Oh, how the tables have turned. Short-seller Nathan Anderson’s Hindenburg Research put out its latest report targeting none other than Icahn Enterprises (IEP), the holding company owned by octogenarian corporate raider Carl Icahn. Hindenburg makes the case that IEP is an elaborate, overvalued company relative to its assets and its peers and features “Ponzi-like economic structures.” Icahn responded with a truism, labeling the report as self-serving and “intended solely to generate profits for Hindenburg’s short position.” Umm yes.
Indeed, short seller Dan David of Wolf Pack Research said about Icahn’s retort, “It was a weak, condescending and glib response. To simply say Hindenburg put out this report for self-serving reasons and to make money, Carl used to know that was a definition of investing when he was breaking up TWA for parts or short-squeezing Herbalife.”
As Reuters Breakingviews’ Lauren Silva Laughlin writes, “It’s not obvious the octogenarian’s typical bellicosity will keep it from going further down in flames.”
On Twitter, Icahn is facing a Greek Chorus of investors and executives who can hardly contain their schadenfreude. Bill Ackman, who has some infamous history with Icahn, relished the moment tweeting, “there is a karmic quality to this short report that reinforces the notion of a circle of life and death,” and called the report a must-read. Michael Dell, who has sparred with Icahn at least twice, called the Hindenburg report “pure gold.” IEP is down about 40% this week.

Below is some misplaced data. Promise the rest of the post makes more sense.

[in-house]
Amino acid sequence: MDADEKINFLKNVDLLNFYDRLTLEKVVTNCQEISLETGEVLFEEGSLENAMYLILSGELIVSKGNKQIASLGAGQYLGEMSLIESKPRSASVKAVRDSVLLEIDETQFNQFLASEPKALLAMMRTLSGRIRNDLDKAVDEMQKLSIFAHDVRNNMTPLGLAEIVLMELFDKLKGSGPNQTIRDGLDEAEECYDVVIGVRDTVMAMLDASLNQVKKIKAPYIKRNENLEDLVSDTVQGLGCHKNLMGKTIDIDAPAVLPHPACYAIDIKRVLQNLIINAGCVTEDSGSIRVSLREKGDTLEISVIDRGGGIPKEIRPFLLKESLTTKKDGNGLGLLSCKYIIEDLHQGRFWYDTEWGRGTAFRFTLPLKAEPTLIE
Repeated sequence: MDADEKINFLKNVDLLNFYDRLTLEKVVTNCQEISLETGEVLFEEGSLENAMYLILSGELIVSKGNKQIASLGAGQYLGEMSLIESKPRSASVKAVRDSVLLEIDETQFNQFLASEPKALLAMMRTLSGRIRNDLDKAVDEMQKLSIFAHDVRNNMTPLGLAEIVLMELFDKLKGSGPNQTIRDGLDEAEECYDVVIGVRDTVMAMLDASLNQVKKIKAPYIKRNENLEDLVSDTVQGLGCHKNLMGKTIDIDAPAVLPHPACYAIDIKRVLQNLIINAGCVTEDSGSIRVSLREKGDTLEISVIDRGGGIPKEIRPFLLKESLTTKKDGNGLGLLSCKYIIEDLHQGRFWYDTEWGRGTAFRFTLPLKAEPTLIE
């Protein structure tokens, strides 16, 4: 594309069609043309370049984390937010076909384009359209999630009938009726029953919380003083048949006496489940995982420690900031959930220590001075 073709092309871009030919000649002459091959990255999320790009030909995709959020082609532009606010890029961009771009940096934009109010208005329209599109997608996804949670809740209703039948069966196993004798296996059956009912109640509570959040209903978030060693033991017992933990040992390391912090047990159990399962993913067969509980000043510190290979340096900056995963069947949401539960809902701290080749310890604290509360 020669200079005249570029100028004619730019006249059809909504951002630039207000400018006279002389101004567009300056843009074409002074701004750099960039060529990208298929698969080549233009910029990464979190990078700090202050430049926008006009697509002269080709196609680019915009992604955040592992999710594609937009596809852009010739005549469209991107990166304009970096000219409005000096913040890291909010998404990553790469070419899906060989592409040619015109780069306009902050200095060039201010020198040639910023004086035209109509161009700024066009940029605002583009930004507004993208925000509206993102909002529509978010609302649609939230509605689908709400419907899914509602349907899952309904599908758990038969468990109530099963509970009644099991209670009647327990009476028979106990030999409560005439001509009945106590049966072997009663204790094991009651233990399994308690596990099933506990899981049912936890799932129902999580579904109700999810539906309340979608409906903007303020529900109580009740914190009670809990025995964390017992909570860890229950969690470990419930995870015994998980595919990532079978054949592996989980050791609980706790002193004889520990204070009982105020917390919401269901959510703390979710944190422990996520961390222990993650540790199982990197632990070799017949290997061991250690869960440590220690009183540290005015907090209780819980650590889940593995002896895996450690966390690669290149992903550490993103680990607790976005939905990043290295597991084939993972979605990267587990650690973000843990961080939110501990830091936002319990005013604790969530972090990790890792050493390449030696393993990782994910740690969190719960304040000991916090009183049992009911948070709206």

GPP headed west earlier this week and caught up with many clients and friends at the annual Milken Conference in Beverly Hills. Participants rubbed shoulders with titans of industry and members of Congress such as Sen. Joe Manchin to John Legend and Alex Rodriguez, aka A-Rod. Media was everywhere, including great interviews by Sonali Basak of Bloomberg, Brian Sozzi of Yahoo Finance and David Faber of CNBC.
We sat in on a number of great panels, including one on making capitalism more inclusive with Margaret Anadu, senior partner at impact firm Vistria Group, who noted that housing was a critical factor in making the model work for everyone. Citigroup CEO Jane Fraser and Apollo Global Management CEO Marc Rowan weighed in on the state of global capital markets, both echoing that the U.S. financial system is the envy of the world. Fraser emphasized her confidence in the banking system, telling Brian Sozzi that the First Republic situation was, “the last of the remaining uncertainty” amongst smaller banks but to expect “more consolidation.” Rowan similarly expects “a real shakeout as to what the business is of regional banking going forward.”
We also went to The M&A State of Play panel Tuesday morning hosted by Axios’s Dan Primack. He joked at the beginning of the panel looking out at the half empty room that “this is a sign of where the M&A market is.” Panelists included Mark McMaster, global head of M&A at Lazard, noted “market valuations are down but so are those of the potential targets. So, transactions can get done without leveraging up balance sheets.”
Have a great weekend,